Principal investigator Jed Hartings, PhD, research assistant professor in the department of neurosurgery at the UC College of Medicine and director of clinical monitoring for the Mayfield Clinic, emphasized the historical nature of the findings: 'Spreading depolarizations were first discovered in animals almost 60 years ago and for a long time were thought to not occur in the human brain. We didn't begin studying them in patients until recently, partly because we didn't know how,' he said. 'Now we know that depolarizations occur abundantly and are important to patient outcomes. This is the question we set out to answer when we started COSBID.'
He added: 'Our ability to monitor and understand what happens in the brain after a severe injury hasn't advanced significantly in decades. The brain is like a black box, but the process of spreading depolarizations now gives us a window into that box. Being able to treat patients based on specific cellular brain events we can measure and monitor would be a great advance.'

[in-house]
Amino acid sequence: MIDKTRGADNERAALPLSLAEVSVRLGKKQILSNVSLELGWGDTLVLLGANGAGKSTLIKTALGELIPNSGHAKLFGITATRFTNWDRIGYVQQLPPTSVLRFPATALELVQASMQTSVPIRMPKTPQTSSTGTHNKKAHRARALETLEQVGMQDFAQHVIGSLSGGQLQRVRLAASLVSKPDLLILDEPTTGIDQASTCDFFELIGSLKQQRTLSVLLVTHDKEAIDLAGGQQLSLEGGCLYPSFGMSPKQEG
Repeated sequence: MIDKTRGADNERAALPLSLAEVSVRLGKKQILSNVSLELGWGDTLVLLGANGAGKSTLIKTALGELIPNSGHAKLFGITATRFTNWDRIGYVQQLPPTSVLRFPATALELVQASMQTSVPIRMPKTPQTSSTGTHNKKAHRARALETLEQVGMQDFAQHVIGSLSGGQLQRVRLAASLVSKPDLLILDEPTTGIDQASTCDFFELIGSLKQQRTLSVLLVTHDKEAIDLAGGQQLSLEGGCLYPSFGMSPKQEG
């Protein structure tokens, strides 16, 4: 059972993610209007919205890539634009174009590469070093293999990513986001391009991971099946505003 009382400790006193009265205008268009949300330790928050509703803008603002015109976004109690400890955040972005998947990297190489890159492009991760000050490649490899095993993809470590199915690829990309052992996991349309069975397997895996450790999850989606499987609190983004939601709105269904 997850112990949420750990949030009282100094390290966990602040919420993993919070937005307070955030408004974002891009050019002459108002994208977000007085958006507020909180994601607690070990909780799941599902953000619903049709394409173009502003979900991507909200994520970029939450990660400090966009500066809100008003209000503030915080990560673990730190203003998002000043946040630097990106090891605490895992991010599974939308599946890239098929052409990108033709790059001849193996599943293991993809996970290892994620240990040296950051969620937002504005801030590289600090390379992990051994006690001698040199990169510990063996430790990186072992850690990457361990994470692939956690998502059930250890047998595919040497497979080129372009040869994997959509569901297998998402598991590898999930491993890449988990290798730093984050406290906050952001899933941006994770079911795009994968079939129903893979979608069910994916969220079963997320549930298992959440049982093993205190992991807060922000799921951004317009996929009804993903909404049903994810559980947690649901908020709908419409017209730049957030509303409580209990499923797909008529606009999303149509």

Dr. Hartings's Cincinnati co-investigator was Lori Shutter, MD, director of neurocritical care at the UC Neuroscience Institute.
When a brain injury occurs, nerve cells in the brain, which act like batteries by storing electrical and chemical energy , malfunction and effectively short-circuit. Because all nerve cells in the brain are connected, this depolarization causes all the neighboring cells to short-circuit as well; this subsequent leakage of precious electrical charge moves like a tsunami through the brai
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King's College London